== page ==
This term is used as a more-or-less informal measure of the power of a weapon and is generally used in the context of small arms. It does not necessarily refer to whether or not the weapon can kill someone, but rather the weapon's ability to incapacitate or otherwise render immobile the target. Generally, the idea is that a weapon with good stopping power, when fired at an oncoming attacker, will knock his ass on the ground.

Stopping power is derived from the kinetic energy the weapon is able to impart to the target. For instance, a 9-mm pistol fires small bullets at a relatively low speed. It is about as effective as a paintball gun against, say, a couple of bank robbers in full body armor. On the opposite end of the spectrum, an M-16 fires relatively large caliber bullets at a very high speed. If these don't succeed in penetration, they still have enough kinetic energy to put the guy down on the ground, giving you a tremendous advantage in whatever it is you're trying to do, like reading his gas meter or selling him encyclopedias.

"Stopping power" is a supposed measure of a particular cartridge's ability to produce one shot stops. A term popularized by Marshall and Sanow who compiled information and did a rather flawed study on street shootings. They took the type of ammunition used, (caliber, bullet type, bullet weight) and made a rather inaccurate index of "stopping power".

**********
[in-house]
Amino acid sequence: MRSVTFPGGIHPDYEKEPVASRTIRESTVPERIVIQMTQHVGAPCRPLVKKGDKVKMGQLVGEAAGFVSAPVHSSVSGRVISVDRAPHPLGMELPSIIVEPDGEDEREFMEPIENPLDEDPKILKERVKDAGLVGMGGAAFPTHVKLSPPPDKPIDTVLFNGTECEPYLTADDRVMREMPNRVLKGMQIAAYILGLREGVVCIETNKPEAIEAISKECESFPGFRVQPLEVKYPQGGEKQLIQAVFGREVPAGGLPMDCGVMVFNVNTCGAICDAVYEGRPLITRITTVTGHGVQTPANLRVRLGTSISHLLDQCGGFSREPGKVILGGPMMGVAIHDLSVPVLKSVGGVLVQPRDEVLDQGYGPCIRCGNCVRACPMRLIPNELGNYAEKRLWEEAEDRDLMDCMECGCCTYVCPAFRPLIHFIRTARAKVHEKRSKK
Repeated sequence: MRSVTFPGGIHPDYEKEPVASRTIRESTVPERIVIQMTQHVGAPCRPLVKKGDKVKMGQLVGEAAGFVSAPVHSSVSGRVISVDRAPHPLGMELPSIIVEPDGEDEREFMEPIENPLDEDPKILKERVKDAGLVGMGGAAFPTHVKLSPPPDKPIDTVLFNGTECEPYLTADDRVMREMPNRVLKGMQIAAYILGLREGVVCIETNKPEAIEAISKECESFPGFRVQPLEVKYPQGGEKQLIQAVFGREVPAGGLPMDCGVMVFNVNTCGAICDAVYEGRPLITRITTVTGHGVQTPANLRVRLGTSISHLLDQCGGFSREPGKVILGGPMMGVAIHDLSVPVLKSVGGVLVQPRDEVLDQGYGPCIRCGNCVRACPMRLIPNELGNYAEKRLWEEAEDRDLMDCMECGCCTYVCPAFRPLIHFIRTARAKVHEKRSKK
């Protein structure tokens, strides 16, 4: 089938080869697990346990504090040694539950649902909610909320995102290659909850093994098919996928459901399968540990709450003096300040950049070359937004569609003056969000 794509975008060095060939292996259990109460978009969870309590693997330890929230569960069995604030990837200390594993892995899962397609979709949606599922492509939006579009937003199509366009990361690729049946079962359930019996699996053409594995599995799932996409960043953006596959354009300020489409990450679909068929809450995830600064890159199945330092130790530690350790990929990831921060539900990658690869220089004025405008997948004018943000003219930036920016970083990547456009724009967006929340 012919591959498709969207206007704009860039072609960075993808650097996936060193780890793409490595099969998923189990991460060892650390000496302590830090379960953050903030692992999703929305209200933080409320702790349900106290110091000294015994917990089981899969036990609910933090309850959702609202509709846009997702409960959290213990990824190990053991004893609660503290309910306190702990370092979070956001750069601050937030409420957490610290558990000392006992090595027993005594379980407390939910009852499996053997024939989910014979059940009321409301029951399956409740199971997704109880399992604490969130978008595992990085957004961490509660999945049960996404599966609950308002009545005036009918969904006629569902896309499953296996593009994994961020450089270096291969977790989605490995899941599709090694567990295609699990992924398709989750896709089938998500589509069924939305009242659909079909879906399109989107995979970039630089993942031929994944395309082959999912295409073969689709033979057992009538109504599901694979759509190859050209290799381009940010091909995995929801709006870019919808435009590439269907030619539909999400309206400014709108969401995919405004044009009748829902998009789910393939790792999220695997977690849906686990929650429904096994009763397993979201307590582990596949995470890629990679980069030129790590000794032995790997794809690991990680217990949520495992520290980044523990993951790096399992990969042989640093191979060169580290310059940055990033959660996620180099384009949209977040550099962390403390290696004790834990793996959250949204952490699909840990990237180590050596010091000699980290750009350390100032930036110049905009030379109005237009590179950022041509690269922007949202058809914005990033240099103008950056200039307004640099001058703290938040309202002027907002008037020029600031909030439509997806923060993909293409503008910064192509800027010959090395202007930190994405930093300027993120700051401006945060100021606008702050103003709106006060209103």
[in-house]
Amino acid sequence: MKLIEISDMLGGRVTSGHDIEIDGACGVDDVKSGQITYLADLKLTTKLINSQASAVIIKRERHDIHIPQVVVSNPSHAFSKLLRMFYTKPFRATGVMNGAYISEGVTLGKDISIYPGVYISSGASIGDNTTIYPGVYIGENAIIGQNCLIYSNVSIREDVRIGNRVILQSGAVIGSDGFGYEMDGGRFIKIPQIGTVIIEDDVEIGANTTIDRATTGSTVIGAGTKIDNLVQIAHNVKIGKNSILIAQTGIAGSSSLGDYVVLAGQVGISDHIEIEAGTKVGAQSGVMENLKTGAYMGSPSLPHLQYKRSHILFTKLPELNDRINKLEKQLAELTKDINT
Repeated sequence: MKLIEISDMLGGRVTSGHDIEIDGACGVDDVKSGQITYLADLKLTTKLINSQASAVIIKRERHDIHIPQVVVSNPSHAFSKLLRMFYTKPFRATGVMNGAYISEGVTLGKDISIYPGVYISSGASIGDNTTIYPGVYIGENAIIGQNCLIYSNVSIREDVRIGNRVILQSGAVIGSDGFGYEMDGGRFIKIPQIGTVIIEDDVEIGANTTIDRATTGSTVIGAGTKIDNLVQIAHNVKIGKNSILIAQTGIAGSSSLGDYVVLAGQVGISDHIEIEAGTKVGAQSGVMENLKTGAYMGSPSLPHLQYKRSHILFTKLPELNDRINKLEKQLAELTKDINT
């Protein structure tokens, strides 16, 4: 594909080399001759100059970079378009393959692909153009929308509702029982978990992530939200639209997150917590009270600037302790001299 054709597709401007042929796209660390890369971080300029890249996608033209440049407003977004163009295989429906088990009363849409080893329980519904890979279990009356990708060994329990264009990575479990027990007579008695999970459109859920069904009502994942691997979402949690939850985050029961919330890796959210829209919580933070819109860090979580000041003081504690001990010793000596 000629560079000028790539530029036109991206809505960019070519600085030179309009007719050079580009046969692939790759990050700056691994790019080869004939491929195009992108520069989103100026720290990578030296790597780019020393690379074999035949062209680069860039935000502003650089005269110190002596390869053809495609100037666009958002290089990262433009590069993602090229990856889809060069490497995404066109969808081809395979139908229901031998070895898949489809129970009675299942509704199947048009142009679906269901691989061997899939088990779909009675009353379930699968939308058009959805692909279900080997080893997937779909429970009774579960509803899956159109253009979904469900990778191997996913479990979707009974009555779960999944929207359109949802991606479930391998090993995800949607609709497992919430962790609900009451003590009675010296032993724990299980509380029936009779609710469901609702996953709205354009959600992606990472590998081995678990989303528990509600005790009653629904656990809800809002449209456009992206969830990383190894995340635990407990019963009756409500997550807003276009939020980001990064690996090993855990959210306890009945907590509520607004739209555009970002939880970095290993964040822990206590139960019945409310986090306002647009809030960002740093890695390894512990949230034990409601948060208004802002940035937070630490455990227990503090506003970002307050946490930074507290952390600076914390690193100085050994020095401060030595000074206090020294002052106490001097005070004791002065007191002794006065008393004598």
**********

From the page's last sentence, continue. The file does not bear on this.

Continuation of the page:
To achieve immediate physiological incapacitation, not neccesarily death, on a human target a projectile must meet one or more of the following requirements. Note that the psychological shock of being shot is enough to stop some people but should not be relied upon.

  • Vital Central Nervous System (CNS) damage, this leads to paralysis and therefore incapacitation.
  • Rapid blood loss, usually brought about by big gaping holes made by big bullets or small but rapidly expanding bullets traveling at high velocities (1200++ fps). Rapid meaning in the order of deciliters per second.
  • The Hydro Static shock delivered by a tremendous amount of energy transfered.

Of the three, it is only the CNS hit that can guarantee immediate incapacitation. Blood loss is second and the third does not seem to be a reliable method of incapacitating an attacker as handgun or even rifle rounds simply do not have the energy to produce incapacitation by hydro static shock on targets as big as homo sapiens. This hydro static shock has only been seen in rifle rounds hitting small targets like varmints.

Marshall and Sanow are from the light and fast school. They believe, probably because of their findings from their flawed studies, that a light projectile travelling at high velocities (like the 9mmx19) is preferable over a big and slow projectile (like the .45 ACP). Thompson and LaGarde are of the opposite opinion, which is one reason the 1911 was chambered in .45 ACP.

Arguing the merits of both schools of thought will get you nowhere and will quickly become a chaotic debate over temporary crush cavities, permanent crush cavities, stopping power index, and all other such highly technical and acedemic (sometimes arbitrary) matters.

There is only one absolute truth in this debate however, faster AND bigger (heavier) is always better. It is when you substitute one for the other that it gets confusing.


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